Just for the record: I wouldn’t recommend my new strategy for a cut-out, Attaching comb to a single wired frame would be much better. However if one was going to use the comb in the frame long term (which I never do), there’d be no substitute for fitting it neatly inside the confines of the frame.

Shame about her majesty. Now you can go back in a month and get the colony again :wink:. You will only know if a new technique can work if you give it a go. Now we all know. Cheers

Thanks Tim, the technique works good for housing the slabs of brood, however not so good after you get the bees home, when it comes to planning how you’re going to use them. I removed all the second frames yesterday afternoon & left them where they were. The other nucs are also in the early stages of making new queens. One is, the other one wont make emergency queens, due to a laying worker. I have a plan for that one :slight_smile:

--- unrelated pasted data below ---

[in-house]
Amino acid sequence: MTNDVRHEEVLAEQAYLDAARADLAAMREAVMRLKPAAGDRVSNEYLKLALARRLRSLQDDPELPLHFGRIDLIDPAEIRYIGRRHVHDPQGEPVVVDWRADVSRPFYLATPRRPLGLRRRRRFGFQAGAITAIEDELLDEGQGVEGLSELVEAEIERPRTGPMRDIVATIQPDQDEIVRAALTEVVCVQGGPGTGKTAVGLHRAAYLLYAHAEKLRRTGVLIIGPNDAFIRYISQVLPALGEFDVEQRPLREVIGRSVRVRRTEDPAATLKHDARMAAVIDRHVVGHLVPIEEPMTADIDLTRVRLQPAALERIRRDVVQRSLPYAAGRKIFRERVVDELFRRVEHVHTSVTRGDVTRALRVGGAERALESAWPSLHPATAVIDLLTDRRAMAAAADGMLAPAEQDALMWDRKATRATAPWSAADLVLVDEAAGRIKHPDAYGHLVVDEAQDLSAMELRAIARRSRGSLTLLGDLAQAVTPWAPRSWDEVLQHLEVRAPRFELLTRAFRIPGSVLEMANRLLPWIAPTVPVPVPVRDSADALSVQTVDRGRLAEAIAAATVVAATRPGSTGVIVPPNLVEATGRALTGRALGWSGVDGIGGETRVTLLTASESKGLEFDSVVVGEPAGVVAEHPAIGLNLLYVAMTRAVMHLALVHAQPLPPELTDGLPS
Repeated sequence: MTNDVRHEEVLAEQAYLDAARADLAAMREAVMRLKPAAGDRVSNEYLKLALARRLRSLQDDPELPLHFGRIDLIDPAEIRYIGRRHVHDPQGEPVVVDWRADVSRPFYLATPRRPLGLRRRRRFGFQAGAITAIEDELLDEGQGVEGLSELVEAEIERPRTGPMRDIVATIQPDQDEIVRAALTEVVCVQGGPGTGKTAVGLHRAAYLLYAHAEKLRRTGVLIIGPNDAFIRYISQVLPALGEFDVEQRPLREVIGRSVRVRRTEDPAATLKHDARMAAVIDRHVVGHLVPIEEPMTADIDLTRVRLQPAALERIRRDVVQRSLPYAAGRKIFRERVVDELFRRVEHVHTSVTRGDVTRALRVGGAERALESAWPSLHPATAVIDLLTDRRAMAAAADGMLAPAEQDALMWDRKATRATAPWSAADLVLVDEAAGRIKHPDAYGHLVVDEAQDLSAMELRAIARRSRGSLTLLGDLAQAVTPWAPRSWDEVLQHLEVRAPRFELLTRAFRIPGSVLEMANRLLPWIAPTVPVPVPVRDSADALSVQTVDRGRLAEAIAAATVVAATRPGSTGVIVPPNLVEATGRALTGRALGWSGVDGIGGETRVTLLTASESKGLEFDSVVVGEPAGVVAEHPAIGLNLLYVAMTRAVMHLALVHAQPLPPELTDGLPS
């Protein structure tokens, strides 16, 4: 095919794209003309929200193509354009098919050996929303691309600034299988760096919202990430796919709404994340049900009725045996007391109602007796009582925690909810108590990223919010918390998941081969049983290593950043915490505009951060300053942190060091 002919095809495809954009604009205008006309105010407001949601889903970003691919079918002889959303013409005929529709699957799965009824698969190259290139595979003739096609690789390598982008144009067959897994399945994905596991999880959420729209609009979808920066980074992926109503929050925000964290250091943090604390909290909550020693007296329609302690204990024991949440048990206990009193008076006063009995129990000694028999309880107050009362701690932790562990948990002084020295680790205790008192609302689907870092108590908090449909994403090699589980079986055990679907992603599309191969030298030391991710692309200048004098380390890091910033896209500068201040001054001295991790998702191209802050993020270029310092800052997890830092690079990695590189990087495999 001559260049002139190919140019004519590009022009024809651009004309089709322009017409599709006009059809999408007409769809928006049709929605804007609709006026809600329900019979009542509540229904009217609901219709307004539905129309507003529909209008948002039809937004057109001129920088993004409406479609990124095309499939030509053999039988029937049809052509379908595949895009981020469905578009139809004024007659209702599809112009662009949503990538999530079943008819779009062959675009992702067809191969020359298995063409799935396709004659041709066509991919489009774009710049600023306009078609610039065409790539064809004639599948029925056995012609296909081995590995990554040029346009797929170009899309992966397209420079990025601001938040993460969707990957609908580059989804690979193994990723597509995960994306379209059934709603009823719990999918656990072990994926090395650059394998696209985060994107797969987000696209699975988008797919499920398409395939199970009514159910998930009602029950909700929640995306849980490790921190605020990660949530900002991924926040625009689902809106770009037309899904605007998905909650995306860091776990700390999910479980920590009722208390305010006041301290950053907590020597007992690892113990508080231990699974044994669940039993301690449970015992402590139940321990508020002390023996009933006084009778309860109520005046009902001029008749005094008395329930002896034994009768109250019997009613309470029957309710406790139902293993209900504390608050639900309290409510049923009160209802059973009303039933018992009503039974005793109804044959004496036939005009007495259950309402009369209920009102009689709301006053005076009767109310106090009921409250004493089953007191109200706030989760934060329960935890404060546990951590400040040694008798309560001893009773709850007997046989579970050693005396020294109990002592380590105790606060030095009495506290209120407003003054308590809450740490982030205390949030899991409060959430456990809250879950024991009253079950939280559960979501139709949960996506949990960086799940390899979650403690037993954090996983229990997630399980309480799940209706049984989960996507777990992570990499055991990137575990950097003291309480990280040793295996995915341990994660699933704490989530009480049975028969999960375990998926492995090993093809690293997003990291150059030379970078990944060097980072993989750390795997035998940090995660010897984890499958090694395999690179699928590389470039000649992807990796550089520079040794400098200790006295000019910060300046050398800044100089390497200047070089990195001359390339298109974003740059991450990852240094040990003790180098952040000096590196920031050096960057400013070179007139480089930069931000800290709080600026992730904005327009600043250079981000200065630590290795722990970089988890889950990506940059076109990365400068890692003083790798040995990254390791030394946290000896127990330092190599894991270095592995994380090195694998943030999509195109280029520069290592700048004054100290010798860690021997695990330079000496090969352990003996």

I left a few bees behind, however not enough to start again, I wouldn’t think.

glad you were able to try out the nurse trick Jeff- I just did the same for a tiny little swarm I caught- though I didn’t shake them I just took a nice frame of capped brood with some eggs and left it beside the hive for 10 minutes so the foragers flew off before adding it to the swarm nuc. To hasten the foragers leaving I lightly blew on the comb which caused many bees to fly off and back to the hive. I assumed those that didn’t fly would all be nurses and added them. there was no fighting and it gave that little swarm such a good boost.

I also always use rubber bands for cut outs. What I love about them is how the bees chew them off and throw them out of the hive when they are done with them leaving combs that don’t need to be worked on more or removed. There is another very good video from Hinterland bees showing how to use rubber bands to hold the comb up to the top bar of the frame - I watched this and now use this method- the relevant bit is around the 3 minute mark: